This post has been a long time coming. I came up with the title after the wave of RICO indictments in August. At that point, it looked as if John Eastman would never shut up but then he did. He kept a low profile until last week, then started talking again, so I could finally use this Steinbeck-Kazan-Dean inspired post title.
During Eastman’s silence, I wondered if he’d learned the first rule of holes: when you’re in one, stop digging. Instead, he pulled out a shovel on 60 Minutes and renewed digging much to Scott Pelley’s delight. I stopped watching 60 Minutes regularly because of the Lara Logan mishigas, so I’m pleased that Pelley still sounds like Dan Rather.
Eastman reiterated the arguments that landed him in a deep dark legal hole. You know what they say about such holes, they lead to nowhere as in this Los Lobos song:
Eastman spent most of the interview whining. He claims to be a martyr persecuted by Trump’s enemies. I know a pardon ploy when I see one. According to Cassidy Hutchinson, Eastman asked to be put on the pardon list, which was as long as a CVS receipt. The pardon never came, and it wouldn’t help Eastman with his current legal woes in any event. Georgia justice, baby.
Ordinarily, gotcha questions are not my jam but I make an exception for seditionists and insurrectionists:
Eastman claimed in a speech on Jan. 6, 2021, that voting machines were rigged in Georgia. He told the Georgia legislature that thousands of convicts and dead voters somehow submitted ballots to sway the election in Joe Biden’s favor. The state’s Republican secretary of state, Brad Raffensperger, who voted for Trump, found the claims to be false.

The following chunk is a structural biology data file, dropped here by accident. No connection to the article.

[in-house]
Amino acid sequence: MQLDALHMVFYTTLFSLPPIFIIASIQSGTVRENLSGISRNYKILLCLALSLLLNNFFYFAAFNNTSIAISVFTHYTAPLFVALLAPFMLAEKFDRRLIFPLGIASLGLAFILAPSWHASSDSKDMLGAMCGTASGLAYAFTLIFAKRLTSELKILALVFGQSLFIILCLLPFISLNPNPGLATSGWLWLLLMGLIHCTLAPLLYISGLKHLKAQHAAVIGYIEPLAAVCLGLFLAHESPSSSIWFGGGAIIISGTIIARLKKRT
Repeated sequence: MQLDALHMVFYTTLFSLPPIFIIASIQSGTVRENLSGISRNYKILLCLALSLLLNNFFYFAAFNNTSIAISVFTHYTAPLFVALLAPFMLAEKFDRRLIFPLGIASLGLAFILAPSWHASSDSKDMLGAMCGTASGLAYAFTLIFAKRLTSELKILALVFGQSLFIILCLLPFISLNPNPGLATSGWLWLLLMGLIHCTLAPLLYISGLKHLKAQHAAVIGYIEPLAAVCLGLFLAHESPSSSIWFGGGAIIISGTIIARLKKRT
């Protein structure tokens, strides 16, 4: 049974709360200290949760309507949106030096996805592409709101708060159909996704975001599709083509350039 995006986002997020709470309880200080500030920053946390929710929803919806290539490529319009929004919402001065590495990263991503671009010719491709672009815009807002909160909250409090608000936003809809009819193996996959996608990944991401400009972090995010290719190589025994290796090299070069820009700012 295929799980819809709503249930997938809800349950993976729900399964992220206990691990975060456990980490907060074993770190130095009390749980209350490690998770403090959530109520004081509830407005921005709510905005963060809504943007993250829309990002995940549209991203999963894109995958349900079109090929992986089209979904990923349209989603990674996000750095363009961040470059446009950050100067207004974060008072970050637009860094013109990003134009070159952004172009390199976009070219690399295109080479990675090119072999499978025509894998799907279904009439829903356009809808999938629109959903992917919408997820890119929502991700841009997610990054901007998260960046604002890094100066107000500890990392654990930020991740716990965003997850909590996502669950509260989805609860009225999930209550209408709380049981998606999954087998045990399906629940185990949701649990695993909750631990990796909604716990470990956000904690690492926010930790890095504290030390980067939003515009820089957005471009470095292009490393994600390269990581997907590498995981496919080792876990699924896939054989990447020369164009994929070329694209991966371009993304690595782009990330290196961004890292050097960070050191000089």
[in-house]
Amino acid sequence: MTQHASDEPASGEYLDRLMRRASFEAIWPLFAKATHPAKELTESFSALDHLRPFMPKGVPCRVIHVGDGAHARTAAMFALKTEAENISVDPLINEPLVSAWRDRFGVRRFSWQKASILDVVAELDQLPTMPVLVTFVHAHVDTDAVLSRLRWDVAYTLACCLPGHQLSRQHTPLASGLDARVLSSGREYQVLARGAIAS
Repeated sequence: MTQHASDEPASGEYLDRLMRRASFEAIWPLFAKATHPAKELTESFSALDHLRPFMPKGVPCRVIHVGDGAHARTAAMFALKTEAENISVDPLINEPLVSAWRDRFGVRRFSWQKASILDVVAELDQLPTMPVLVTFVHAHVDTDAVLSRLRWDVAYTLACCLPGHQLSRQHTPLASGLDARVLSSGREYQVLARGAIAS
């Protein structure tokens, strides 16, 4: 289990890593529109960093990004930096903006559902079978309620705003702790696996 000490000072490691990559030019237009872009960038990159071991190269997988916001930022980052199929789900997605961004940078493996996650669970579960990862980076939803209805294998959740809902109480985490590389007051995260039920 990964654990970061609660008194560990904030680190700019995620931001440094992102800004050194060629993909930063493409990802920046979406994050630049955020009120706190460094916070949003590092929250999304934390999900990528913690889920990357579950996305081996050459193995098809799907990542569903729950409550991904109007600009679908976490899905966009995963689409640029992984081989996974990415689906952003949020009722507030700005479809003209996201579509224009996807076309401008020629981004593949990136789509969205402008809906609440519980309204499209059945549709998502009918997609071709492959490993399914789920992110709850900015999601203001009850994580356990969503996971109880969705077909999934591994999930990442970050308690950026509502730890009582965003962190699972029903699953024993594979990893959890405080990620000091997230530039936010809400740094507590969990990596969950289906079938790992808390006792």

“You said 2,500 convicts, the investigation found four. You said 10,000 dead voters, the investigation found four,” said Pelley, who then took off his glasses to plunge in the dagger: “It doesn’t seem like you knew what you were talking about.
Back to the first rule of holes. Pelley’s thrust is the equivalent of grabbing Eastman’s shovel and whacking him upside the head with it. It resulted in additional whining from the coup plotter:
“I think we are quickly turning into a country where there’s the pro-government party, or the Uni party, one might euphemistically call it,” he said. “And folks that are concerned about the direction our country is going, the MAGA movement, the tea party movement before that if you will and the folks in those government offices tend to be on the one side of that dispute rather than the other.”
In a word: Projection. The MAGA maggots are the ones befouling the body politic with their rancid rhetoric. If they return to power, they’re plotting vengeance against those who disagree with them.
Eastman is also in deep shit back home in California. The preliminary findings in his disbarment case were bad news for the bespectacled coup plotter as they focused on the facts, not on Eastman’s fantasies. Shorter Adrastos: Eastman was found culpable of ethics violations. So much for Eastman’s claim that he merely offered the Indicted Impeached Insult Comedian “bold advice.” I’d call it bad and illegal advice.
My gratuitous advice to Eastman is to follow the example of Powell, Chesebro, and Ellis and cop a plea before the plea bargain train leaves the station.
Back to the punny post title. But first a lobby card:
On the surface, East Of Eden has nothing to do with John Eastman’s legal woes BUT in the movie Raymond Massey’s character is in denial about everything. He fails to understand that James Dean was a budding superstar who blew him off the screen in their first scene together. Just kidding.
Massey’s character is really in denial about his own family and their place in the world. That sums up John Eastman’s dilemma. The mere fact that he sought a pardon is an indication that he knows he did something wrong, the rest is pure denial.
Cue Sam Clemens DBA Mark Twain:
Denial and projection are a toxic combination. They’ve caught up with John Eastman. It couldn’t happen to a nicer guy. #sarcasm.
The last word goes to Peter Gabriel and Sinead O’Connor: